Setting the stage for 2014 regional energy policy
Right now, it looks like a battle between gas and hydro
New domestic natural gas reserves and a dramatic drop in natural gas prices are transforming the regional energy market. This dynamic will guide energy policy in New England and New Hampshire in 2014.
Nearly 350 electric power plants in New England run on a combination of gas, oil, coal, nuclear and renewable fuels. The regional electric market requires that least-cost plants are called upon first, to ensure low prices. While newer and more efficient gas plants are dispatched more often than other plants, the region has a strong portfolio of installed generation.
ISO-New England predicts that a number of older coal and oil units are at risk of shutting down in five to seven years. The question is, who will step up to replace the estimated 8,000 megawatts?
• Hydro: The major player on this front is Hydro-Québec, with a long-term goal of exporting thousands of megawatts to U.S. markets, primarily New England and New York. But it is far away from load centers and requires massive transmission infrastructure to deliver the energy to market.
When regional wholesale prices were higher, the all-in costs of hydro production and transportation made for a better economic model. Canadian hydro is now attempting to create subsidies in the form of perceived low-carbon government-prescribed purchases, or modification of state Renewable Portfolio Standards (RPS). It is also increasingly hard to get industrial transmission facilities sited. The well-organized opposition to large overhead towers means processes will likely be delayed for years, and the risk of siting denials or abandonment of projects has become more substantial.
Some developers are responding by undergrounding lines, which may gain siting approval, but will also increase costs.
Source: Vice President System Planning Stephen Rourke, ISO-NE Update – Massachusetts Plant Revitalization Taskforce, December 19, 2013
• Natural gas: Efficient natural gas plants can be built close to load centers, thus avoiding the controversy and cost of large-scale transmission. But despite abundant, low-cost natural gas from Mid-Atlantic states, pipelines to deliver it to New England are not sufficient.
Financing projects is also difficult, as developers typically want electric generating plants and local gas utilities to commit to long-term supply contracts, and customers are leery of locking in for long periods of time. The current system means that local distribution companies must wait for market demand before they can invest in the type of supply contracts that pipeline developers want. The pipeline subscription and financing process is therefore moving slower than expected, but given market opportunities, many assume that at least two major pipeline projects into New England will be financed and started within two years.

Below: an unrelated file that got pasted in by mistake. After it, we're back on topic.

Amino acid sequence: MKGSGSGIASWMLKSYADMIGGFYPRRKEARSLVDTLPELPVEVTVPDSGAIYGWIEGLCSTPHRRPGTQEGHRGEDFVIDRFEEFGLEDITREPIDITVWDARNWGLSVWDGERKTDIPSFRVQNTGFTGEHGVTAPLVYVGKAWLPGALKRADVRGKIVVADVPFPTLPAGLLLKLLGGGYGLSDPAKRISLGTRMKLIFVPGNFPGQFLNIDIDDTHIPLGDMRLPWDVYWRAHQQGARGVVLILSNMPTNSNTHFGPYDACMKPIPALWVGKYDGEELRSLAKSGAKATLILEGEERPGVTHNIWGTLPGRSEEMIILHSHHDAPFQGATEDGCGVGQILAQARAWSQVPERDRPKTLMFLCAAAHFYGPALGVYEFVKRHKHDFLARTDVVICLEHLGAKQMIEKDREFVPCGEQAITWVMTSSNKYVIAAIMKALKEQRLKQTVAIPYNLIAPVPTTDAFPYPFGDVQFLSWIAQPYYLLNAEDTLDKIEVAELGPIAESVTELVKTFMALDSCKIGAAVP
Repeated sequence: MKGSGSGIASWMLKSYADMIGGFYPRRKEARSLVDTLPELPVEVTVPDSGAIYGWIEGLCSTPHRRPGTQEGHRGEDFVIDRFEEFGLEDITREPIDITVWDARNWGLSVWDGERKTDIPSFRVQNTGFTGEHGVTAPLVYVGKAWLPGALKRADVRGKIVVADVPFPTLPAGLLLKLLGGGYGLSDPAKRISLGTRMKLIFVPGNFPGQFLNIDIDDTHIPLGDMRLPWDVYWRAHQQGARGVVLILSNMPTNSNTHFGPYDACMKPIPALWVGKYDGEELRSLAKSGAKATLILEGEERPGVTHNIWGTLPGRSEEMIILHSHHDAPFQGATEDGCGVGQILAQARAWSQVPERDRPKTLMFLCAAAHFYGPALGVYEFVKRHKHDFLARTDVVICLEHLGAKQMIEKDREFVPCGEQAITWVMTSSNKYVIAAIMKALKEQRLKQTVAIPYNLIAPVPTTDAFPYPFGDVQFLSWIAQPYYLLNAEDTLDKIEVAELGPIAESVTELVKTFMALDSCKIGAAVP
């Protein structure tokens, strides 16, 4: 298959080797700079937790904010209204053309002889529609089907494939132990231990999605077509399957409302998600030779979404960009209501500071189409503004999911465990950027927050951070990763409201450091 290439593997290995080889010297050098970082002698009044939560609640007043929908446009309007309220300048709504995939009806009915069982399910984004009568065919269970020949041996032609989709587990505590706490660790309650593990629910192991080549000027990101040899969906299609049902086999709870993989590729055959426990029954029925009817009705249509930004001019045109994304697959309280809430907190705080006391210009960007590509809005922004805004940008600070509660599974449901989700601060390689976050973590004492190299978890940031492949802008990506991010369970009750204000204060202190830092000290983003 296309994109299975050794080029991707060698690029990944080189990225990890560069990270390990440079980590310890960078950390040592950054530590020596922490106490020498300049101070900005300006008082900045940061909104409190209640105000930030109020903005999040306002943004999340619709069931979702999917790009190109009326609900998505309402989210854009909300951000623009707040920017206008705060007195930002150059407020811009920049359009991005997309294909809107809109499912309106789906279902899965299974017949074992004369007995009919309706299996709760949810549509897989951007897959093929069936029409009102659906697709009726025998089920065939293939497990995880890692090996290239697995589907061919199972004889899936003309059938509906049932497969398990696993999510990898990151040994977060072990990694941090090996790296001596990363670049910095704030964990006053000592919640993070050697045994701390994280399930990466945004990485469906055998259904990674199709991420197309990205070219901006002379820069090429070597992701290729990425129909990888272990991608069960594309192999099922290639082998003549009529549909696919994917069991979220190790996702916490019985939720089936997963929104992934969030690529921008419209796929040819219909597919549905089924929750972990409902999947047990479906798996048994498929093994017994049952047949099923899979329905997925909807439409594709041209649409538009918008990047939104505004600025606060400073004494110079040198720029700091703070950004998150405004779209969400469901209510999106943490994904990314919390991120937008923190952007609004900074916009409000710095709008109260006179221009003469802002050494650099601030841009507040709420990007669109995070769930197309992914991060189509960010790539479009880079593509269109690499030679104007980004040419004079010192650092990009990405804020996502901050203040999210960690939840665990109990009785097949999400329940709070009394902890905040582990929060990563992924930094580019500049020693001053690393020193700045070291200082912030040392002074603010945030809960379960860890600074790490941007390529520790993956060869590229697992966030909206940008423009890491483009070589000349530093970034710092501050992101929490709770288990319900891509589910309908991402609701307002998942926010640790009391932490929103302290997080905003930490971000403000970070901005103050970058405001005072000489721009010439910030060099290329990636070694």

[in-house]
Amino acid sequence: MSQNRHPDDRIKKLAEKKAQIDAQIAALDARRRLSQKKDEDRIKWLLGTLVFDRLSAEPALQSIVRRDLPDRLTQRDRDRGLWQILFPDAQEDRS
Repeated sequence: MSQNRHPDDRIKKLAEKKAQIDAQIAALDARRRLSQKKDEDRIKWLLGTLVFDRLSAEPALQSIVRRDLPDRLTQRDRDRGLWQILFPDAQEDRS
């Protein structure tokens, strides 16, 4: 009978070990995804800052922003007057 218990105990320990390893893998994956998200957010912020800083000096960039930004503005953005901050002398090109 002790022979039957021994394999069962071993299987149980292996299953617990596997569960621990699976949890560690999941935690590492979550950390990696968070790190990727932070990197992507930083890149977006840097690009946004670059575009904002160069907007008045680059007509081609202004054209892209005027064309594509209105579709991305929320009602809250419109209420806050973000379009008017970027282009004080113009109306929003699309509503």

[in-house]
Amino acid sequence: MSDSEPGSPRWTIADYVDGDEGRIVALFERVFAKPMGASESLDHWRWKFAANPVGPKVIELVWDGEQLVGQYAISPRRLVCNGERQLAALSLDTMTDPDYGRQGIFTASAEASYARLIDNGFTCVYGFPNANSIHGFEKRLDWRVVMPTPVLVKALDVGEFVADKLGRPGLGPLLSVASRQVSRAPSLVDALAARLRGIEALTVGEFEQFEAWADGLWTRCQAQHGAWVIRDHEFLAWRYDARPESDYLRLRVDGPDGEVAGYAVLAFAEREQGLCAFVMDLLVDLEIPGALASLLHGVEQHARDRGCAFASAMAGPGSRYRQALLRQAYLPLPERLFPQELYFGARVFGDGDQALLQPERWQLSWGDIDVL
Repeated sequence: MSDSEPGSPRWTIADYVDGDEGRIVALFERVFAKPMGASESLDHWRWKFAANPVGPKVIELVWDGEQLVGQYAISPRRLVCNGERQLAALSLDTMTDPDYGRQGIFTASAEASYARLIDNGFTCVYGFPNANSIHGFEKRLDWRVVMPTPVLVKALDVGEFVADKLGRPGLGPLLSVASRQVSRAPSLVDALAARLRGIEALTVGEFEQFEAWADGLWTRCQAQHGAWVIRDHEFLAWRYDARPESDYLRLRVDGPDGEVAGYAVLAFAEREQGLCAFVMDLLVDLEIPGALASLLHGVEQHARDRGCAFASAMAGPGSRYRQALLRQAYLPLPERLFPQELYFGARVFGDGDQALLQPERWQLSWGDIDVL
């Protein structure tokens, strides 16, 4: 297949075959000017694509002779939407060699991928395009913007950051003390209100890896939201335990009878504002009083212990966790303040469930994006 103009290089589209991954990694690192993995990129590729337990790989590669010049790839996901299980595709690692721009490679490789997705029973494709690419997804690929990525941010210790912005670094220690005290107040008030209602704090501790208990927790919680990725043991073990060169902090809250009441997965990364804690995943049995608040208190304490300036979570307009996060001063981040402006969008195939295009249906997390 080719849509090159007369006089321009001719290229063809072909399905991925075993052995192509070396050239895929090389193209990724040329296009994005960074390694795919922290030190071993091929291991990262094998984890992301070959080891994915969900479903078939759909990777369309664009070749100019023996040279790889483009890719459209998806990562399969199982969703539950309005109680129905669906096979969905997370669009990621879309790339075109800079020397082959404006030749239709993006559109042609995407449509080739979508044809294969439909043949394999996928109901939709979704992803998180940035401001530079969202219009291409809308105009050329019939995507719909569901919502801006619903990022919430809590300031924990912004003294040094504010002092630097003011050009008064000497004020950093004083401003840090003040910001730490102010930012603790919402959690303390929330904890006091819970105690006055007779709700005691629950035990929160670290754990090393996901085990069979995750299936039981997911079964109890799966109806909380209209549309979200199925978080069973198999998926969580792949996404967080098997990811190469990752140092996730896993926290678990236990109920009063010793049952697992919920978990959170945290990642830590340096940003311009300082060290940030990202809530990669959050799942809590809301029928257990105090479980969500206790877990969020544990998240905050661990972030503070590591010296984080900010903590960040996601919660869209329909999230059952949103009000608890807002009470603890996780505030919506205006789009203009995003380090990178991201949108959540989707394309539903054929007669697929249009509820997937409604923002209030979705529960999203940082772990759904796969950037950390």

• Renewables: Wind and solar projects tend to be smaller than gas or hydro transmission projects, ranging from 20 MW to 200 MW for wind; gas plants are typically 500 or 700 MW and hydro projects are 800 to 1,200 MW.
Capital costs for wind and solar projects are generally higher when viewed as cost per megawatt, meaning that the price a renewable project needs to get into the market is often not enough to compete with gas or hydro. However, there are programs to help these renewables succeed, including positive federal tax treatment , state renewable energy programs with a separate payment stream, and long-term contracts with utilities.
Still, it is unlikely that renewables will be able to capture the full 8,000-megawatt market opportunity that is emerging, and siting problems are beginning to mount, particularly for wind, which could slow development.
• Efficiency: The most cost-effective energy investment is using less energy. However, the current market is neither set up to fully reward electric efficiency as load resources, nor can efficiency be used in the same way as generation in support of the market and reliability.
The private market is developing financial instruments to help efficiency capture some portion of the emerging market, but not to the size and scope of hydro, gas and renewables.
A combination of market and public policy forces will determine which new resources will be developed in New England over the next three to seven years. Public policies are being developed that offer some solutions as well: Five of the six New England states have Renewable Portfolio Standards that require a portion of retail supply from renewables. Renewable Energy Certificates provide renewable power plants a revenue stream that allows them to be price competitive with non-renewable resources.
In the battle between gas and Canadian hydro, no subsidies exist to give one solution an advantage. As the hydro industry looks ahead to how its energy will price out over the long term, it sees it will end up being more expensive than gas and has begun to look for government-supported subsidies.
Support might take the form of an agreement among New England states that would offer hydro a long-term contract for power, thus locking in a deal before new gas resources get to market. In southern New England, there also has been talk about finding a way for ratepayers to pay some transmission costs rather than hydro developers.
By the end of 2014, this combination of market, regulatory and legislative policy moving parts may signal which resources will prevail. The risk is that policymakers might be asked to put a thumb on the scale to meet perceived short-term goals, but may make long-term mistakes in the process.
Jim Monahan is vice president of the Dupont Group, a lobbying firm whose clients include energy interests.